Opposition leader accuses Rwanda of torturing rebel
An exiled Rwandan opposition leader claims President Paul Kagame's government used torture to coerce a terrorism confession from a rebel chief Callixte Nsabimana last month.
Mr Paul Rusesabagina, chairman of the Rwandan Movement for Democratic Change (MRCD) who lives in Belgium, said on Tuesday that Mr Nsabimana did "anything they demanded" after being "tortured for a month or more."
Mr Rusesabagina is the hotelier whose heroic actions during the 1994 genocide were depicted in the movie Hotel Rwanda.
FLN is the armed wing of MRCD which also announced a partnership with Rwandan Dream Initiative wing of former prime minister Faustin Twagiramungu.
Guinea Bissau holds presidential elections on November 24
Guinea Bissau president José Mário Vaz hopes to put a year of political uncertainty behind the country after he announced November 24 as the date for presidential election.
President Vaz’s term ends on June 23 and a new government will be established to oversee the polls following consultations with political parties, parliament and the national electoral commission.
An African Union mission is in Guinea Bissau trying to resolve a political impasse that has left the country without a prime minister since March.
Despite the African Party for the Independence of Guinea and Cape Verde (PAIGC) winning legislative elections on March 10, Mr Vaz did not invite it to form a government until Monday.
Somaliland police close down two private TV channels
Authorities in the breakaway territory of Somaliland on Tuesday closed two private television channels — Horyaal 24TV and Eryal TV — in the capital Hargeisa after accusing them of inciting violence.
A station manager and a press rights group said police enforced the closure of the two stations on orders signed by the Information Minister Mohamed Muse Diriye.
Horyaaal director Mohamed Osman Mire said the letter accused the TV stations of inciting conflict and defaming the national armed forces.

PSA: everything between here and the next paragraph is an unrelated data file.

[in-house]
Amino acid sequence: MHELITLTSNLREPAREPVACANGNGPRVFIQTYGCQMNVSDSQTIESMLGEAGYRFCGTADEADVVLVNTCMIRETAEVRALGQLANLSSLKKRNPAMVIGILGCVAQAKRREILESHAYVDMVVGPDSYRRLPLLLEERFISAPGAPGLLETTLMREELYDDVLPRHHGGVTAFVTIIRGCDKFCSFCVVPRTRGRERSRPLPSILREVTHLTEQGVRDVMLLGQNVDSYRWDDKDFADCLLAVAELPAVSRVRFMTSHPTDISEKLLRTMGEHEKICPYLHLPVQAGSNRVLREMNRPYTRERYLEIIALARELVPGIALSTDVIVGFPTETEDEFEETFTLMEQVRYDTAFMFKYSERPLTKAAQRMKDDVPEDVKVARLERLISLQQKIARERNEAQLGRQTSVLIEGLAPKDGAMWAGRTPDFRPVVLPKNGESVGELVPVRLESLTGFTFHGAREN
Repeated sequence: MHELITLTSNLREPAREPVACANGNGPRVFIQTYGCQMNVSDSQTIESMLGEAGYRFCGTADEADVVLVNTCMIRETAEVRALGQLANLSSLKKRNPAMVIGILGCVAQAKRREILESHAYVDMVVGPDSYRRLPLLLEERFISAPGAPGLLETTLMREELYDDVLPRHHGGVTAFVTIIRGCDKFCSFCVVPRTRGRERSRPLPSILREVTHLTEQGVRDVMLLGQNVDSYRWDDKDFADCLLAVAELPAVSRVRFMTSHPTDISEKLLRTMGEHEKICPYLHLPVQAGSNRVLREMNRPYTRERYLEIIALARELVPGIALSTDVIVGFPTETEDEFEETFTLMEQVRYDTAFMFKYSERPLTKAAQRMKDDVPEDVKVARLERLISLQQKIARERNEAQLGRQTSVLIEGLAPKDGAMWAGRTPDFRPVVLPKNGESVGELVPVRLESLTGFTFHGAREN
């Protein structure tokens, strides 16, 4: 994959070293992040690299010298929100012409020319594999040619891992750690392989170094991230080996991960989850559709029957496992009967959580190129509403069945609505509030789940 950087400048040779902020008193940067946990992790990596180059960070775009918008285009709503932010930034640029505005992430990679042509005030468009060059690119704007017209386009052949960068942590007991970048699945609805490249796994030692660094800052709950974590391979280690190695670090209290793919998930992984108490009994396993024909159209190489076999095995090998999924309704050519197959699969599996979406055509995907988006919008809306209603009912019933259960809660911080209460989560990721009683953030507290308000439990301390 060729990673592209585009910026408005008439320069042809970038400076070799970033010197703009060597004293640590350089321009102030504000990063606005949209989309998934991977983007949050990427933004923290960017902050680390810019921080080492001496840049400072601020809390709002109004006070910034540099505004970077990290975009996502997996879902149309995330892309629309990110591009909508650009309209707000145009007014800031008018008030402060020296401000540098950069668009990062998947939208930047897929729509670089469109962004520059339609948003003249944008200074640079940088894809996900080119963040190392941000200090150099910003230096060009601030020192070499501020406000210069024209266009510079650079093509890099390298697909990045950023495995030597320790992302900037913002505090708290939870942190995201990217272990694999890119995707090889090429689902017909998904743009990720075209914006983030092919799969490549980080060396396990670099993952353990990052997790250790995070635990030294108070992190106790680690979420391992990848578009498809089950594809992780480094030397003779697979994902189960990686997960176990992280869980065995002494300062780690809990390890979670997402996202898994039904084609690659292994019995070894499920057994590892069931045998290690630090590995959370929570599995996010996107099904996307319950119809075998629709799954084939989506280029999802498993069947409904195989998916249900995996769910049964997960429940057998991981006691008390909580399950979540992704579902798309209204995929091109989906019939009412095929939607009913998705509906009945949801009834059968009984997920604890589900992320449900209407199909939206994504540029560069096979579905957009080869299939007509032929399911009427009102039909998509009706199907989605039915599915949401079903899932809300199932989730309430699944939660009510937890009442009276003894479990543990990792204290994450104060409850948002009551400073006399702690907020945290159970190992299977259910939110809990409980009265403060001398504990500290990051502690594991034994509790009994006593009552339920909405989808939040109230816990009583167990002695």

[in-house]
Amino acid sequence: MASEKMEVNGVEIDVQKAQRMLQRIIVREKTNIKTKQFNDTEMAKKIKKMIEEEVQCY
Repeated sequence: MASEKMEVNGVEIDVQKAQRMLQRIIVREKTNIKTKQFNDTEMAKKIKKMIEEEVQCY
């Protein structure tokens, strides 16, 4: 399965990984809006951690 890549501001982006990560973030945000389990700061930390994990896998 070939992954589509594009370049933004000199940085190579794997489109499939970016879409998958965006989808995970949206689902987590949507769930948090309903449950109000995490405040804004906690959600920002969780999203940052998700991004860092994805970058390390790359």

Military ruler calls protesters 'enemies of Algeria'
Algeria's military chief General Ahmed Gaid Salah confirmed his growing intolerance for criticism calling those opposed to military rule "enemies of Algeria."
A protest movement has been campaigning for overhaul of the regime allied to former president Abdelaziz Bouteflika who resigned in April.
In echoes of the arguments in neighbouring Sudan which is also undergoing transition throes, Salah said a constitutional void would destroy "the foundations of the Algerian national state".
South Africa MP 'racially abused' at top tourist site
A South African opposition MP Phumzile van Damme want police to take action after she was allegedly racially abused at one of the country's top tourist destinations.
In a video on her Twitter account, Ms van Damme says she got into a row with a white woman at Cape Town's V&A waterfront which has apologised over the incident.
The woman's family then assaulted and insulted Ms van Damme, saying they could do anything "because you're black."
Facebook enters virtual money with Libra
Facebook unveiled plans Tuesday for a new global cryptocurrency called Libra, pledging to deliver a stable virtual money that lives on smartphones and could bring over a billion "unbanked" people into the financial system.
The Libra coin plan, backed by financial and the nonprofit Libra Association represents an ambitious new initiative for the world's biggest social network with the potential to bring crypto-money out of the shadows and into the mainstream.